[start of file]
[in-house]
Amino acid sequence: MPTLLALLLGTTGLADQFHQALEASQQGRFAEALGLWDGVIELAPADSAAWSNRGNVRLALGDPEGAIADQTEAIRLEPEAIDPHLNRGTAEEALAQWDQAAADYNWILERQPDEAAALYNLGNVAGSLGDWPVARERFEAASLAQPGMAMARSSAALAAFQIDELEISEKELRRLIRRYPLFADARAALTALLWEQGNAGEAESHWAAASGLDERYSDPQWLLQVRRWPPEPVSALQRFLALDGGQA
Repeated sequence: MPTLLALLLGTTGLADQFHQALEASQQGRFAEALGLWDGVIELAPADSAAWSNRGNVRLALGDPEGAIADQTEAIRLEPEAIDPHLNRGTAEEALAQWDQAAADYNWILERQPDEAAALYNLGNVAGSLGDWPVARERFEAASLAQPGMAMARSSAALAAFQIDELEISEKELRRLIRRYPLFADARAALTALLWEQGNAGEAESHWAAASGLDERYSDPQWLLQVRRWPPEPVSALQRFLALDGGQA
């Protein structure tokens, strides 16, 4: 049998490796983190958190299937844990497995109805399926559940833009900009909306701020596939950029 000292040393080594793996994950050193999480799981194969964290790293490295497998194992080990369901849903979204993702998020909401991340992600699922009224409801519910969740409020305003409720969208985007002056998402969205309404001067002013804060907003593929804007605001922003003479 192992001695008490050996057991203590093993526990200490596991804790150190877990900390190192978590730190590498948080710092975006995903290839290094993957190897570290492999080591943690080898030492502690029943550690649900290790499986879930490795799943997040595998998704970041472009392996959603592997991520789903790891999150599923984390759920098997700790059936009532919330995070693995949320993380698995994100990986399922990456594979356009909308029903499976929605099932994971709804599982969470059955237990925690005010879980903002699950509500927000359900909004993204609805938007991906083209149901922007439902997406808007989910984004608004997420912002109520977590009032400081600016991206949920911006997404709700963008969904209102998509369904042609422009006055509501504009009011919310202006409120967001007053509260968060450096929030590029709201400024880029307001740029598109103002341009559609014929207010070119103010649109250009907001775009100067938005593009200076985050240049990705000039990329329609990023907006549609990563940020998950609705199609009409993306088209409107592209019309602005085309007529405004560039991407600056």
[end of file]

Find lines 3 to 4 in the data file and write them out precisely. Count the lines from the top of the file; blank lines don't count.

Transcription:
Repeated sequence: MPTLLALLLGTTGLADQFHQALEASQQGRFAEALGLWDGVIELAPADSAAWSNRGNVRLALGDPEGAIADQTEAIRLEPEAIDPHLNRGTAEEALAQWDQAAADYNWILERQPDEAAALYNLGNVAGSLGDWPVARERFEAASLAQPGMAMARSSAALAAFQIDELEISEKELRRLIRRYPLFADARAALTALLWEQGNAGEAESHWAAASGLDERYSDPQWLLQVRRWPPEPVSALQRFLALDGGQA
């Protein structure tokens, strides 16, 4: 049998490796983190958190299937844990497995109805399926559940833009900009909306701020596939950029 000292040393080594793996994950050193999480799981194969964290790293490295497998194992080990369901849903979204993702998020909401991340992600699922009224409801519910969740409020305003409720969208985007002056998402969205309404001067002013804060907003593929804007605001922003003479 192992001695008490050996057991203590093993526990200490596991804790150190877990900390190192978590730190590498948080710092975006995903290839290094993957190897570290492999080591943690080898030492502690029943550690649900290790499986879930490795799943997040595998998704970041472009392996959603592997991520789903790891999150599923984390759920098997700790059936009532919330995070693995949320993380698995994100990986399922990456594979356009909308029903499976929605099932994971709804599982969470059955237990925690005010879980903002699950509500927000359900909004993204609805938007991906083209149901922007439902997406808007989910984004608004997420912002109520977590009032400081600016991206949920911006997404709700963008969904209102998509369904042609422009006055509501504009009011919310202006409120967001007053509260968060450096929030590029709201400024880029307001740029598109103002341009559609014929207010070119103010649109250009907001775009100067938005593009200076985050240049990705000039990329329609990023907006549609990563940020998950609705199609009409993306088209409107592209019309602005085309007529405004560039991407600056």